5 reasons to stop sleeping on the SBIR grant program - Technical.ly DC

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Oct. 3, 2016 10:05 am

5 reasons to stop sleeping on the SBIR grant program

G. Nagesh Rao, chief technologist at the U.S. Small Business Administration, wants to open your eyes to the power of “America's Seed Fund.”
Government grants can power cool innovation, too.

Government grants can power cool innovation, too.

(Photo by Flickr user Phil Roeder, used under a Creative Commons license)

G. Nagesh Rao — chief technologist at the U.S. Small Business Administration, where he advises on the Small Business Innovation Research (SBIR) grant and contract program — is energetic, enthusiastic and opinionated. All of which is complemented by his impressive resume: He’s got a background in engineering and has worked across both the private and public sectors. He was a 2016 Eisenhower Fellow, and spent time in both Vietnam and Sri Lanka over the past year advising both countries how to bring a SBIR-like program to life.

"It's one of the best kept secrets and we don't want it to be a secret."
G. Nagesh Rao, U.S. Small Business Association

Rao has been working with the SBA for three years now, and he still gets really excited when talking about the kind of investments the SBIR program makes. The Roomba vacuum? That tech was initially developed via a SBIR grant. And many of the component pieces inside your iPhone? Same.

The SBIR program, which brands itself as “America’s Seed Fund,” is all about fostering American entrepreneurship. Investment in far-fetched ideas encourages research which could, down the line, yield innovations for use in the federal government or even as a commercial product. It’s classic tech transfer.

But despite the cool innovations coming out of SBIR funding, Rao is always looking to spread the word about the grants available to new and diverse entrepreneurs. Given this, here are five things he’d like entrepreneurs to know about the SBIR program:

1. It exists!
  • All told, federal agencies give out about $2.5 billion per year via SBIR grants and contracts. And yeah, a grant means that the government takes no equity — rather they’re making a long-term investment in the idea that a successful, innovative business will be worth a bunch in taxes down the line. “It’s one of the best kept secrets and we don’t want it to be a secret,” Rao said.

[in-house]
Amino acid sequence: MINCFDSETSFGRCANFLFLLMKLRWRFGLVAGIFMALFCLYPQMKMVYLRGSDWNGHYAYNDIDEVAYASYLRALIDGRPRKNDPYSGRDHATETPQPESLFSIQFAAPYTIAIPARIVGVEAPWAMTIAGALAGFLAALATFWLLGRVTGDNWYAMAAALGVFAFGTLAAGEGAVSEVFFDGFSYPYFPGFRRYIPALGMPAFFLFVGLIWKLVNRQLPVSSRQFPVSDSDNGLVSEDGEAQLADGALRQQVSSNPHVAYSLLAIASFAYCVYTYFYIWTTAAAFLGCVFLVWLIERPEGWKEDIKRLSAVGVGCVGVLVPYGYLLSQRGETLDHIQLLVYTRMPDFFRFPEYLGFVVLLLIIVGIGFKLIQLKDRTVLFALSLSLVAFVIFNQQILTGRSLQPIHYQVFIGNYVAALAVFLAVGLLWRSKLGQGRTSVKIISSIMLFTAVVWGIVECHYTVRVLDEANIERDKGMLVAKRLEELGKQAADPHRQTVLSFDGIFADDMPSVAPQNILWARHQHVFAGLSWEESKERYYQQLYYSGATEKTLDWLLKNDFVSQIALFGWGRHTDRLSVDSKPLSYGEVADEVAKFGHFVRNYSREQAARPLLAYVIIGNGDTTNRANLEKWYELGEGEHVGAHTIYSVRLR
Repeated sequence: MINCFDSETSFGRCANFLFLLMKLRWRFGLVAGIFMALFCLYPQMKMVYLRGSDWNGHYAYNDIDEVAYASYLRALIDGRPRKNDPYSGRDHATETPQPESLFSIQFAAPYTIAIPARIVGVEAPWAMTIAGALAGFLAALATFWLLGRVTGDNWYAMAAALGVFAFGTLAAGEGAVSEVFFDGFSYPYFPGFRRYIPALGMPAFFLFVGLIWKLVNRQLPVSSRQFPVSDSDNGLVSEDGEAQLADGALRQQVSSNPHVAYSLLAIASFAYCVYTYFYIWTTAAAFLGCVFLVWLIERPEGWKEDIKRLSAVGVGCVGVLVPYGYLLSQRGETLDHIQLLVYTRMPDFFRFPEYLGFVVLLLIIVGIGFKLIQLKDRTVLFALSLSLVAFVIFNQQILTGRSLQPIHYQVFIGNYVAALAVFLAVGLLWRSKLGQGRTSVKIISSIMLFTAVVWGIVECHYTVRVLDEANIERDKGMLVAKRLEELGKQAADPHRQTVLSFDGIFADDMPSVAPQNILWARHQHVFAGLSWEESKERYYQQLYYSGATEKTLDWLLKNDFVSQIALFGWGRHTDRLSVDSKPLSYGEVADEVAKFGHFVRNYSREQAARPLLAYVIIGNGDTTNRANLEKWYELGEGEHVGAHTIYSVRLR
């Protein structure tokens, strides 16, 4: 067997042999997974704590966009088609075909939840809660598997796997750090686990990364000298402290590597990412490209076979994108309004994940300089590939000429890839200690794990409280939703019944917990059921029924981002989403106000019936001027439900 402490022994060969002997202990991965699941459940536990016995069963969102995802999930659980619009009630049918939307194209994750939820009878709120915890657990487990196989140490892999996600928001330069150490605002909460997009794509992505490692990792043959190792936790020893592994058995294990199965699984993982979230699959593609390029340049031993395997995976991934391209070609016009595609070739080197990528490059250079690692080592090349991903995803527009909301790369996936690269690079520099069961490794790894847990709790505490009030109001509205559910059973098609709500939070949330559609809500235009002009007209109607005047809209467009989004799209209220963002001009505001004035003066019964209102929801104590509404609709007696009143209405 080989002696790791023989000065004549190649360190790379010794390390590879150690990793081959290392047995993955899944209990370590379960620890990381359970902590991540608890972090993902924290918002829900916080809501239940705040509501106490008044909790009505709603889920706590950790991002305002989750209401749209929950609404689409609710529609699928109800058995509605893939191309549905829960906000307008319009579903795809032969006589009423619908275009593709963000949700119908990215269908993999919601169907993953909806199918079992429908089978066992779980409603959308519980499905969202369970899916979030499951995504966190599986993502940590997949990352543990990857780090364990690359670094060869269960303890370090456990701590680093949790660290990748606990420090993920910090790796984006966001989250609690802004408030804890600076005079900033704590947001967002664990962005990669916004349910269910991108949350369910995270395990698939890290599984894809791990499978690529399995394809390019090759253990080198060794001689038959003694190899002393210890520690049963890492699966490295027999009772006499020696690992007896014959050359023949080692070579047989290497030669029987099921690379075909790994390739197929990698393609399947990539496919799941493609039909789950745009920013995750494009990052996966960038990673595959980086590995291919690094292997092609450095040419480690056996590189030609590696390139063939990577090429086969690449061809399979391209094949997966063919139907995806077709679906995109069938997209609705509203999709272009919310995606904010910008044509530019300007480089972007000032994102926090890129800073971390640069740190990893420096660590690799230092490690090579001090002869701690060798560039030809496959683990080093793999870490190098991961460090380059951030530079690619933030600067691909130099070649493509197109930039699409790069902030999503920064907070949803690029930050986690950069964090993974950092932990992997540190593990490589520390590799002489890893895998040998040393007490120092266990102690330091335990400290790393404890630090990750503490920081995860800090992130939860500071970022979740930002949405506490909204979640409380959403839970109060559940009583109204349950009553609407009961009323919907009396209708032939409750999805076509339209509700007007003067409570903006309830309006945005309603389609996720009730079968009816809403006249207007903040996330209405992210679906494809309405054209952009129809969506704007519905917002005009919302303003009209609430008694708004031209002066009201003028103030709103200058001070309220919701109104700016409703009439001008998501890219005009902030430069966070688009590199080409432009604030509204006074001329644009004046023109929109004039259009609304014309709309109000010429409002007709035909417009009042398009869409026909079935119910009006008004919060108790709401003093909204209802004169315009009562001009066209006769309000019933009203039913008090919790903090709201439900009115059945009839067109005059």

2. If at first you don’t succeed, try, try again.
  • Every year, the 11 federal agencies that participate in the SBIR program publish different funding opportunities. Some, often from the National Science Foundation, for example, are very broad prompts, while others (NASA prompts are a good example of this) very specifically lay out expectations. Find the opportunity that fits best for your innovation and your company.
3. Use your resources.
  • SBIR.gov should be your best friend if you’re looking to apply for a grant. The site has tutorials on how to apply, info on all the current and coming opportunities and more. Program managers are also available to talk about your application, Rao said, but be sure to do your homework before you give them a call.
4. The SBIR program is all about making long-term bets.
  • Got a big, complicated idea that won’t immediately yield return on investment but could be important down the line? This is precisely the kind of thing SBIR grants are great for. For example ZMapp, the Ebola drug deployed during the outbreak in 2014, received SBIR funding back in 2007 or 2008. “We take the bets on the crazy kids that the private sector won’t,” Rao said.
5. Really. We’re talking big, huge ideas here.
  • SBIR grants are about advancing tech, not just creating the next Facebook. Not that Rao has anything against private-sector tech, but he does seem somewhat miffed that traditional venture capitalists get all the credit for investing in cool stuff when it’s really the SBIR program (to his mind) that is making the most revolutionary bets. “I get it. Uncle Sam’s not cool,” Rao said. But from his perspective overseeing how our proverbial uncle is driving innovation, that’s just not the case.

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